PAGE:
This chapter presents an embodied account of visual meaning-making in cinema. Borrowing insights from cognitive linguistics, and in particular Conceptual Metaphor Theory (CMT), we intend to show how film is an exemplary case of embodied, immanent meaning. What do we mean when we say that the meaning of particular visual features in film is grounded in sensory-motor experience? And what role do image schemas play in the conveyance of abstract thought in film? These are some of the questions that we are going to address in this chapter. We start our essay with a brief discussion and criticism of the traditional conceptual view of meaning according to which meaning is considered solely as a property of language. Secondly, we show how an embodied view of meaning offers an alternative to the propositional view of meaning. We conclude our contribution with an analysis of two examples of embodied visual meaning in cinema. More specifically, we demonstrate how image schemas serve as important solutions to the problem of how to represent abstract concepts in film.
Kravanja, Peter, and Maarten Coëgnarts. Embodied Visual Meaning in Film. 2015, pp. 63–80.
Jørgensen, Anne Mette. “A Gentle Gaze On The Colony: Jette Bang’s Documentary Filming In Greenland 1938–9.”
A Gentle Gaze On The Colony: Jette Bang’s Documentary Filming In Greenland 1938–9
Among a memorable series of Arctic explorers, scientists and adventurers during the past centuries, few women stand out. One exception is Jette Bang (1914–64), who produced photographic and filmic documentation of Greenland from 1937 onwards. Her extraordinary number of high-quality photographs, now available in a vast digital archive, had a profound influence upon Danish and Greenlandic perceptions of life in Greenland during and after World War II. Her early films, in contrast, were widely neglected and have only recently been made available. In particular the film material she recorded in 1938–9 in West Greenland demands further attention.
Jørgensen, Anne Mette. “A Gentle Gaze On The Colony: Jette Bang’s Documentary Filming In Greenland 1938–9.” Films on Ice, edited by Scott MacKenzie and Anna Westerståhl Stenport, Edinburgh University Press, 2015, pp. 235–44.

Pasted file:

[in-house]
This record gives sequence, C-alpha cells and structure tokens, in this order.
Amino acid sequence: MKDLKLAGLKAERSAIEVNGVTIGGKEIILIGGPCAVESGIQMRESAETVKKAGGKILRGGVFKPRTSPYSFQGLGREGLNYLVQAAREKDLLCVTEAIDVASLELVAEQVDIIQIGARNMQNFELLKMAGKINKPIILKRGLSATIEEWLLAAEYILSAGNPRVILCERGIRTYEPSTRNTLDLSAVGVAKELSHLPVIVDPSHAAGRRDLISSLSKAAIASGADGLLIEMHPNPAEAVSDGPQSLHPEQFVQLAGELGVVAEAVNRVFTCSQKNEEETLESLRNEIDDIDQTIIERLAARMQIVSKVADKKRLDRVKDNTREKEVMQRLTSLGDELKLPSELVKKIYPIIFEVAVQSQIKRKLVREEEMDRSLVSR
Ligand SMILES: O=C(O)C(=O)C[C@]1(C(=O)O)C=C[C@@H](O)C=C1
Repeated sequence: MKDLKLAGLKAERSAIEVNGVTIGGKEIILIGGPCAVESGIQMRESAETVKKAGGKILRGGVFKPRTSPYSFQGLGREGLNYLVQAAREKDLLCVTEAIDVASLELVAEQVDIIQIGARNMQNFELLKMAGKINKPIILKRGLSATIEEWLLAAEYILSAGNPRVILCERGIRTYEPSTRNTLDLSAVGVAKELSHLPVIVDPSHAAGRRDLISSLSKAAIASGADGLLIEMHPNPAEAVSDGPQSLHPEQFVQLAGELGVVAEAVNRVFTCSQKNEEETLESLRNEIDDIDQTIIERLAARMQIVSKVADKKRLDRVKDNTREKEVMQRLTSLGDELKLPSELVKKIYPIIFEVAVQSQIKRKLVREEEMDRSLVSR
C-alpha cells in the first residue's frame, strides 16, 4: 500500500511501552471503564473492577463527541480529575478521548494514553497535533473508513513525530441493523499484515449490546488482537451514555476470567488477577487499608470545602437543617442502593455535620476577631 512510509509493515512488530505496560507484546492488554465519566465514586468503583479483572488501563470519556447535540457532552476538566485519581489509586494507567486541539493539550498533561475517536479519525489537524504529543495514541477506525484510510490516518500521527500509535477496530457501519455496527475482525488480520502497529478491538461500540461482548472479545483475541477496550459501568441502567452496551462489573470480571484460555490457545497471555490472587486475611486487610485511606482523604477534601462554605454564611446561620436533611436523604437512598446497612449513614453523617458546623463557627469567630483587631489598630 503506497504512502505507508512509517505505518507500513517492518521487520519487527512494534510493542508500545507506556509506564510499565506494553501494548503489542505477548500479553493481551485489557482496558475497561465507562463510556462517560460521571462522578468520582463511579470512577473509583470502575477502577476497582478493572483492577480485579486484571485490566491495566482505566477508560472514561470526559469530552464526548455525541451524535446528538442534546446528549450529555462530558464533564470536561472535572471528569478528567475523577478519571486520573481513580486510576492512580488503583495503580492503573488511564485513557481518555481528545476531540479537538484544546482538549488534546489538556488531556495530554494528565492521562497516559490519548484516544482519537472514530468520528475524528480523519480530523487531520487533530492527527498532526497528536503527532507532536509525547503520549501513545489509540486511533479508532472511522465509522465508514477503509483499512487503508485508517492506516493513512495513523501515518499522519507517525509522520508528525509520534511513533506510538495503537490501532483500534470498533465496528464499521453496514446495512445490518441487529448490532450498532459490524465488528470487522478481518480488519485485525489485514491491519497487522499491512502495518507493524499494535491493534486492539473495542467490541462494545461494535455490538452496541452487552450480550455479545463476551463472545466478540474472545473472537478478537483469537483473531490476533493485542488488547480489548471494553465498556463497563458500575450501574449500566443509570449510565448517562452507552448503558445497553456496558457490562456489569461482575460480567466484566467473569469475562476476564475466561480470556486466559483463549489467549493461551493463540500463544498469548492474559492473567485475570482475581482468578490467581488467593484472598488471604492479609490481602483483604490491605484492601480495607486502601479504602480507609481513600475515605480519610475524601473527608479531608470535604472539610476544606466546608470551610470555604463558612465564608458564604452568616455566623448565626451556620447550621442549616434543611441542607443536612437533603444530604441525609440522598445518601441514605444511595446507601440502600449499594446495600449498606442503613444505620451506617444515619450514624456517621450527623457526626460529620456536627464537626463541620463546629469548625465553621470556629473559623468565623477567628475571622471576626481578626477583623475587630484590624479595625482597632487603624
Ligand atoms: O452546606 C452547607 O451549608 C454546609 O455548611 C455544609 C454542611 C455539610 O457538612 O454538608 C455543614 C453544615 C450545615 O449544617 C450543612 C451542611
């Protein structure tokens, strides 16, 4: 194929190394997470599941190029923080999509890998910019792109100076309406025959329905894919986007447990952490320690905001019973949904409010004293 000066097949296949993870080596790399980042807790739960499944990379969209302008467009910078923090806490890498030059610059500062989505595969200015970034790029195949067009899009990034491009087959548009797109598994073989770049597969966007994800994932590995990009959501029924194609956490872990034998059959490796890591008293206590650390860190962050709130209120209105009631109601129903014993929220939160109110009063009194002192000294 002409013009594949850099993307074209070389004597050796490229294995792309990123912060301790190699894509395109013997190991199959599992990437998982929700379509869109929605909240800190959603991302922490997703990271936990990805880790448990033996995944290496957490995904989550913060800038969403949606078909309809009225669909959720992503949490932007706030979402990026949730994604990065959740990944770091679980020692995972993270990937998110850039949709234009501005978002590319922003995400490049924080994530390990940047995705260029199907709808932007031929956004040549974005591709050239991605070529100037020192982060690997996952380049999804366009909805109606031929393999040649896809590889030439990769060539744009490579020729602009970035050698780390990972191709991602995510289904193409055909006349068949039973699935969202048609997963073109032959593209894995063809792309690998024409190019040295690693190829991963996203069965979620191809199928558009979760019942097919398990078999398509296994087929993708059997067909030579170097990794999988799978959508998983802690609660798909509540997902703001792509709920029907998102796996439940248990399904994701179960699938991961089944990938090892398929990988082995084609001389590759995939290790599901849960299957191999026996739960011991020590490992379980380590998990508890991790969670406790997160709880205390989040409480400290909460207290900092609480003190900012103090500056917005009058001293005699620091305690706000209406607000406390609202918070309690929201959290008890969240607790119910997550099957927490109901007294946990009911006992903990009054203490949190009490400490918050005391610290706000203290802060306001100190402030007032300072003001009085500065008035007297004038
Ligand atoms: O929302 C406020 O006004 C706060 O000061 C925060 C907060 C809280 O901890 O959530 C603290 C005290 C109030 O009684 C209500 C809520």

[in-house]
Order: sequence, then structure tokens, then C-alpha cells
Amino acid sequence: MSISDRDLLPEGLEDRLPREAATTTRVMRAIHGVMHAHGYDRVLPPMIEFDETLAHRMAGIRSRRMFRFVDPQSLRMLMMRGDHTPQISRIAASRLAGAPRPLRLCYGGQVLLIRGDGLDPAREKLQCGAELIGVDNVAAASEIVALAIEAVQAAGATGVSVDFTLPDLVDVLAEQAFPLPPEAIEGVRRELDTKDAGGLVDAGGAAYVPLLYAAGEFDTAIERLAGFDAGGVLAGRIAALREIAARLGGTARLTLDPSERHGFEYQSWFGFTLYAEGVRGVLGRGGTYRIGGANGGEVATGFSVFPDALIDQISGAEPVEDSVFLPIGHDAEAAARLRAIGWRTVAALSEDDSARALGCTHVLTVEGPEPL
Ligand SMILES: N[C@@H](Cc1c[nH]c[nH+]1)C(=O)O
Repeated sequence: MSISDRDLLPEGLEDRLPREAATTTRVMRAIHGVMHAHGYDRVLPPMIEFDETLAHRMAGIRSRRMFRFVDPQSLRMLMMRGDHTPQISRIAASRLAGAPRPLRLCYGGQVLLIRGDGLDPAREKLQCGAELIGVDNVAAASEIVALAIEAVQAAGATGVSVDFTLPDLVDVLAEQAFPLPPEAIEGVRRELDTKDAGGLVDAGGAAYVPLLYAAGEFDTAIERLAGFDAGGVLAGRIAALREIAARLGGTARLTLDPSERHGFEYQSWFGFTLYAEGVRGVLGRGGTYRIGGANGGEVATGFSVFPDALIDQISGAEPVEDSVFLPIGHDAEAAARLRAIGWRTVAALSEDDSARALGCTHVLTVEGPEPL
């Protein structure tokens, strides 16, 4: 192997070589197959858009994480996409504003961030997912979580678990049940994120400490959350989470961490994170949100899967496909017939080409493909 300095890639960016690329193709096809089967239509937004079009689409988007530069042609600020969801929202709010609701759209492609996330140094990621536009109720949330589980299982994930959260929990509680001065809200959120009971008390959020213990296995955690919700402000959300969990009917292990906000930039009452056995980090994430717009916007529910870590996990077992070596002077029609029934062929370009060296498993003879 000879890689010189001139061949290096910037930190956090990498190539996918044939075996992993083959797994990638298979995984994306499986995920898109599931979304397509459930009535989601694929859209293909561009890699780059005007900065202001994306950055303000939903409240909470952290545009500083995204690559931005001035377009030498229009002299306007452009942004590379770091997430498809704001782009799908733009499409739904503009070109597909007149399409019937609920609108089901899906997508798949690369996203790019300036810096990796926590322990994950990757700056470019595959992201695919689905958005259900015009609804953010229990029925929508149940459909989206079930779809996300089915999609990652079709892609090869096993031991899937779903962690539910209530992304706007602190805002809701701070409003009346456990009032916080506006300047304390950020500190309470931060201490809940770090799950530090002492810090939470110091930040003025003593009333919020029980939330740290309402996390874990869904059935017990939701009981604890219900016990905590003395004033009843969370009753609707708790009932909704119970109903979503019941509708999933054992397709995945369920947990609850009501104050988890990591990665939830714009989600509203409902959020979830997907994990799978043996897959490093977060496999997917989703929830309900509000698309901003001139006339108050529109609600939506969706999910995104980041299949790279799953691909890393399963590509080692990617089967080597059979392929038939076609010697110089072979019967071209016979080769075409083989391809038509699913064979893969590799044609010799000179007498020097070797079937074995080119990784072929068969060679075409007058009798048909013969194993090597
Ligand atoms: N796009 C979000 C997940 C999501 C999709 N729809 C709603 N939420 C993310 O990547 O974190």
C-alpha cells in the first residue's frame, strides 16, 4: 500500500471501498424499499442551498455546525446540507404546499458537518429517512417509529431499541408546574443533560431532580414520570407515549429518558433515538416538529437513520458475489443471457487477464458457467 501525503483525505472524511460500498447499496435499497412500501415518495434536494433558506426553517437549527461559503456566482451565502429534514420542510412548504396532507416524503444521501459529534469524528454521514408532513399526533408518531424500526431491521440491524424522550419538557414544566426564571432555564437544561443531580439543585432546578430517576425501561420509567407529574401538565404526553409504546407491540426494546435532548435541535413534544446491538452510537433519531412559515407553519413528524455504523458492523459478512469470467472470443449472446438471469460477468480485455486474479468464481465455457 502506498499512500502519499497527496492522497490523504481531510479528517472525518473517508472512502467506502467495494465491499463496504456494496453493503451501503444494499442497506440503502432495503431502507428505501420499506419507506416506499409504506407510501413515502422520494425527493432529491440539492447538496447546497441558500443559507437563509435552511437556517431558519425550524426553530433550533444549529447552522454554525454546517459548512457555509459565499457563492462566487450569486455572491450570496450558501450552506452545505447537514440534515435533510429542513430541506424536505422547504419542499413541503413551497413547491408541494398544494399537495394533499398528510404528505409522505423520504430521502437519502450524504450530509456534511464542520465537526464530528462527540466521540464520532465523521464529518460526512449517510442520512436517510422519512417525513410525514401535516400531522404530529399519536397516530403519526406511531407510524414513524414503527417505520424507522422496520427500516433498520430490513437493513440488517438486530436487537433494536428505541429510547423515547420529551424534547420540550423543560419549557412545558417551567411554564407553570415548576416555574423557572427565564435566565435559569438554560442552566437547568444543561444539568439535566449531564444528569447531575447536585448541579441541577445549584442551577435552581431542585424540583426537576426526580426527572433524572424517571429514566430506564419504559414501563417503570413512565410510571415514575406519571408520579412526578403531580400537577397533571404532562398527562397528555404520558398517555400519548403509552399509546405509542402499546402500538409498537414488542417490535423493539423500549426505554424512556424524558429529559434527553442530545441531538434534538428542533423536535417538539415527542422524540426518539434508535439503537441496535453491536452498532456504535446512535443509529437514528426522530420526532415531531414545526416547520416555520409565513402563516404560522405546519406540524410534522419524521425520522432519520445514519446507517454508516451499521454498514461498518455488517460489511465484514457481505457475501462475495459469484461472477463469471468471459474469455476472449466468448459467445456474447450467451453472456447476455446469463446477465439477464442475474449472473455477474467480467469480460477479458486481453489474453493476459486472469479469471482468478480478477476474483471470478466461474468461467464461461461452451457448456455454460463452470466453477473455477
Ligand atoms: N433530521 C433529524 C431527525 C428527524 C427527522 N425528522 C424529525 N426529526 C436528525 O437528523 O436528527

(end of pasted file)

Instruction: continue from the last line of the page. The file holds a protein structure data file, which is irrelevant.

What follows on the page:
Hynes, Eric. “How It Happened.”
How It Happened
Camera and filmmaker are invited into group therapy sessions in which soldiers recount, at length, the traumas they have experienced; we then look on as the same men try to adjust to normal lives that may never feel normal again. Thanks to Sniadecki’s snaking camera and Ernst Karel’s predictably ace sound design (the film begins with several minutes of avant-jazzlike rail screeching over a black screen), it’s a worthy addition to the Sensory Ethnography Lab’s deepening hard-rock catalog.
Hynes, Eric. “How It Happened.” Film Comment; New York, vol. 52, no. 1, Feb. 2016, pp. 20–21.
Holloway, Caroline Forcier. “Exercise Musk-OX: The Challenges of Filming a Military Expedition in Canada’s Arctic.”
Exercise Musk-OX: The Challenges of Filming a Military Expedition in Canada’s Arctic
Canada’s Arctic has always attracted explorers to its vast expanses to stake claims or to study its natural resources and its people. Motion picture film has played an important role in documenting those who have ventured to frozen lands to explore Northern regions. In films shot by either amateur or professional filmmakers, the common theme is often one of survival. This paper explores the journey of members of the British-Canadian Arctic Expedition (1936–40), and Exercise Musk-Ox (1946), who under very challenging conditions braved the elements, along with their motion picture cameras, just as many explorers who came before and after them.
Holloway, Caroline Forcier. “EXERCISE MUSK-OX:: THE CHALLENGES OF FILMING A MILITARY EXPEDITION IN CANADA’S ARCTIC.” Films on Ice, edited by Scott MacKenzie and Anna Westerståhl Stenport, Edinburgh University Press, 2015, pp. 245–54.